The Atelier Parisien d’Urbanisme (a city agency) is making a periodical census of retail establishments in the city since 2000, that allow not only to follow the progression in number but also in specialities and conditions. The last one was realised in april 2011 and published in 2000, with the collaboration of the Chamber of Commerce.
Paris had in 2011 some 84.000 establishments in ground floors, 61.232 being active shops. The number of shops has gone down some 900 since 2007, but this is also aproximately the number of shops that have been enlarged through anexations. The gross leasable area is estimated at some 4 million sq m, with a vacancy rate of 9,6% in 2011.
The study identifies 15 atractive nodes at city level, and a rich retail structure going from large department stores to small specality shops. One of the most interesting features is a graph of ups and downs by speciality, with, for instance, jewelers diminishing and motorbike sellers on the rise.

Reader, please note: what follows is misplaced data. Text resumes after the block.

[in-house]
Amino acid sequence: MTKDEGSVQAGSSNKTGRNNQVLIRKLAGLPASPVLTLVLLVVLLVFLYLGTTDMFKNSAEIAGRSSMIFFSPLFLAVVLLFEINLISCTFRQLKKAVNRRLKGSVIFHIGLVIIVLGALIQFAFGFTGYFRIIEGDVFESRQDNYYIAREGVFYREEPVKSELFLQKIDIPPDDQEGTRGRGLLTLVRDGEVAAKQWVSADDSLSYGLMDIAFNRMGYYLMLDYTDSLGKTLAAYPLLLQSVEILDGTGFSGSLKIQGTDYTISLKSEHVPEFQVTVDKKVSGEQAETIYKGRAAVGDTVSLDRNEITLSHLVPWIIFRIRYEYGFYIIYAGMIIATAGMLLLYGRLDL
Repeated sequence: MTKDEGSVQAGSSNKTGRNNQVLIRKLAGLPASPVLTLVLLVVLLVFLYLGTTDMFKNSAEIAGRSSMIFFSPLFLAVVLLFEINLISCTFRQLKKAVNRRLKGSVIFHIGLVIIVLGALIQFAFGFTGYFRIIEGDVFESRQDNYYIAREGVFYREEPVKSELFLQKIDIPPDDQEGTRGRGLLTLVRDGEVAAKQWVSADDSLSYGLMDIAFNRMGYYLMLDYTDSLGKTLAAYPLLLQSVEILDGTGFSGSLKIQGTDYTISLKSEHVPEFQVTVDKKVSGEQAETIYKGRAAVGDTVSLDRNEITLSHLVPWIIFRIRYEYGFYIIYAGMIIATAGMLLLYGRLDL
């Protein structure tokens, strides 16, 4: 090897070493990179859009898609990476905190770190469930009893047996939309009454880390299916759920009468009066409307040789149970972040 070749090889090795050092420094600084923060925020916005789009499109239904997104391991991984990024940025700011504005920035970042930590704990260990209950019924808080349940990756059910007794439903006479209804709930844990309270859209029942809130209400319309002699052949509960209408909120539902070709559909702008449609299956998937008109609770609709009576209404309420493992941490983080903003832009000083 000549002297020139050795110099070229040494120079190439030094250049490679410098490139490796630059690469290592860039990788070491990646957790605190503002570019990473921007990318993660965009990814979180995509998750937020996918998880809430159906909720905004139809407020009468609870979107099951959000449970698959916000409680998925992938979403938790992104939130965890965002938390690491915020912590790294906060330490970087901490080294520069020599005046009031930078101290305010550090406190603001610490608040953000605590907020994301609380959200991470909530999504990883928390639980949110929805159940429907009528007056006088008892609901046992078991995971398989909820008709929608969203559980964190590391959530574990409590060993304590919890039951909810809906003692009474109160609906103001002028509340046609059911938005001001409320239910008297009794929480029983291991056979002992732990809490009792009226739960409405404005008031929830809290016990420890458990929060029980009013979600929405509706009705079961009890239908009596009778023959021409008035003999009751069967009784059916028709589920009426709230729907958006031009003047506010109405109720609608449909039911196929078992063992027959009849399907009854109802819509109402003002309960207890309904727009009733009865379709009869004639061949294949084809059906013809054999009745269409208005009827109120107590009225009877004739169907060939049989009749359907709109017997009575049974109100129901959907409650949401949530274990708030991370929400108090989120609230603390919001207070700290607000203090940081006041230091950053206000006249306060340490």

Having studied the urban implications of retail for some Spanish cities, I can tell that this is a good study on the isue, as it explains well a relevant issue: the continuous evolution of the retail sector, that requires flexibility in rules that, on the other side, must guarantee a good relation with other land uses, configuring a complex problem to be solved by good urban regulations.